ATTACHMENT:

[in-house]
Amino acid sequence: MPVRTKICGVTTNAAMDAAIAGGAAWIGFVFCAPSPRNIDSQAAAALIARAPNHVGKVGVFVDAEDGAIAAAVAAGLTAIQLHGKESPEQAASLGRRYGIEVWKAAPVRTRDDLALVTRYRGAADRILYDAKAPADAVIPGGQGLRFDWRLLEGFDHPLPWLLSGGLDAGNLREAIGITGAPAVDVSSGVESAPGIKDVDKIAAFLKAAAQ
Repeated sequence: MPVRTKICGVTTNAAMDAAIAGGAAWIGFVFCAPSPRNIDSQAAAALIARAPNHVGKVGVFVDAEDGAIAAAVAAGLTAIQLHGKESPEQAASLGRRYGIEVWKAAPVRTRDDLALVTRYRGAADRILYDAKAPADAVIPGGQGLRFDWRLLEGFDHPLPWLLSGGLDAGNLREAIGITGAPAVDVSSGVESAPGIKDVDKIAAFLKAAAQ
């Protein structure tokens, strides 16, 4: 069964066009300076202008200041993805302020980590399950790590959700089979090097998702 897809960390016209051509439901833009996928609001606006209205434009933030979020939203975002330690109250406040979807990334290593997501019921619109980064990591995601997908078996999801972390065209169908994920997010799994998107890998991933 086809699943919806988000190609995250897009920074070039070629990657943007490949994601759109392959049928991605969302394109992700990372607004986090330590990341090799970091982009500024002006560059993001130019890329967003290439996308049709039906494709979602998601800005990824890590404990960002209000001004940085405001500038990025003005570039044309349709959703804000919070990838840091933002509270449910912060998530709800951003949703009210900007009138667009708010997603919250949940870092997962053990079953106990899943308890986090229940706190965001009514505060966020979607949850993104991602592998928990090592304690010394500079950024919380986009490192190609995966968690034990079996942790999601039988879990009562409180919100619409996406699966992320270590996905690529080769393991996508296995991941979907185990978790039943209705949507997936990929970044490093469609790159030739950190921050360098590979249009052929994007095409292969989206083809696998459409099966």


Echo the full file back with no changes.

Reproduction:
[in-house]
Amino acid sequence: MPVRTKICGVTTNAAMDAAIAGGAAWIGFVFCAPSPRNIDSQAAAALIARAPNHVGKVGVFVDAEDGAIAAAVAAGLTAIQLHGKESPEQAASLGRRYGIEVWKAAPVRTRDDLALVTRYRGAADRILYDAKAPADAVIPGGQGLRFDWRLLEGFDHPLPWLLSGGLDAGNLREAIGITGAPAVDVSSGVESAPGIKDVDKIAAFLKAAAQ
Repeated sequence: MPVRTKICGVTTNAAMDAAIAGGAAWIGFVFCAPSPRNIDSQAAAALIARAPNHVGKVGVFVDAEDGAIAAAVAAGLTAIQLHGKESPEQAASLGRRYGIEVWKAAPVRTRDDLALVTRYRGAADRILYDAKAPADAVIPGGQGLRFDWRLLEGFDHPLPWLLSGGLDAGNLREAIGITGAPAVDVSSGVESAPGIKDVDKIAAFLKAAAQ
């Protein structure tokens, strides 16, 4: 069964066009300076202008200041993805302020980590399950790590959700089979090097998702 897809960390016209051509439901833009996928609001606006209205434009933030979020939203975002330690109250406040979807990334290593997501019921619109980064990591995601997908078996999801972390065209169908994920997010799994998107890998991933 086809699943919806988000190609995250897009920074070039070629990657943007490949994601759109392959049928991605969302394109992700990372607004986090330590990341090799970091982009500024002006560059993001130019890329967003290439996308049709039906494709979602998601800005990824890590404990960002209000001004940085405001500038990025003005570039044309349709959703804000919070990838840091933002509270449910912060998530709800951003949703009210900007009138667009708010997603919250949940870092997962053990079953106990899943308890986090229940706190965001009514505060966020979607949850993104991602592998928990090592304690010394500079950024919380986009490192190609995966968690034990079996942790999601039988879990009562409180919100619409996406699966992320270590996905690529080769393991996508296995991941979907185990978790039943209705949507997936990929970044490093469609790159030739950190921050360098590979249009052929994007095409292969989206083809696998459409099966």